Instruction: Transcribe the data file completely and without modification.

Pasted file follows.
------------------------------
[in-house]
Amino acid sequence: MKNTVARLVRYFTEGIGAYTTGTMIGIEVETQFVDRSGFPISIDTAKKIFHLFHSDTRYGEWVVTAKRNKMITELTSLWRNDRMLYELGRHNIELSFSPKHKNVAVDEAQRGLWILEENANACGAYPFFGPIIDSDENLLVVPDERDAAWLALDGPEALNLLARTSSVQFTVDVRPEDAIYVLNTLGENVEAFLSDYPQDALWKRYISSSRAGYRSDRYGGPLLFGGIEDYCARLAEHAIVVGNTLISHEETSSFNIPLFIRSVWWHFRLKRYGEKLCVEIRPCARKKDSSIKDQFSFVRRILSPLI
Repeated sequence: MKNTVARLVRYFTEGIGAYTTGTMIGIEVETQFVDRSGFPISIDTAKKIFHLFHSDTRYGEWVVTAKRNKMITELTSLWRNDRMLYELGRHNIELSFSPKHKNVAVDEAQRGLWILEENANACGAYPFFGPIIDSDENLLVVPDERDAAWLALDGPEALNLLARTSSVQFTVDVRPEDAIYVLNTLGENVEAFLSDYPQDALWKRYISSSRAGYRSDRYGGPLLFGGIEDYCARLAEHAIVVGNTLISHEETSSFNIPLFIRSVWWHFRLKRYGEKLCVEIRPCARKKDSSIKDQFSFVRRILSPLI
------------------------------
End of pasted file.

[in-house]
Amino acid sequence: MKNTVARLVRYFTEGIGAYTTGTMIGIEVETQFVDRSGFPISIDTAKKIFHLFHSDTRYGEWVVTAKRNKMITELTSLWRNDRMLYELGRHNIELSFSPKHKNVAVDEAQRGLWILEENANACGAYPFFGPIIDSDENLLVVPDERDAAWLALDGPEALNLLARTSSVQFTVDVRPEDAIYVLNTLGENVEAFLSDYPQDALWKRYISSSRAGYRSDRYGGPLLFGGIEDYCARLAEHAIVVGNTLISHEETSSFNIPLFIRSVWWHFRLKRYGEKLCVEIRPCARKKDSSIKDQFSFVRRILSPLI
Repeated sequence: MKNTVARLVRYFTEGIGAYTTGTMIGIEVETQFVDRSGFPISIDTAKKIFHLFHSDTRYGEWVVTAKRNKMITELTSLWRNDRMLYELGRHNIELSFSPKHKNVAVDEAQRGLWILEENANACGAYPFFGPIIDSDENLLVVPDERDAAWLALDGPEALNLLARTSSVQFTVDVRPEDAIYVLNTLGENVEAFLSDYPQDALWKRYISSSRAGYRSDRYGGPLLFGGIEDYCARLAEHAIVVGNTLISHEETSSFNIPLFIRSVWWHFRLKRYGEKLCVEIRPCARKKDSSIKDQFSFVRRILSPLI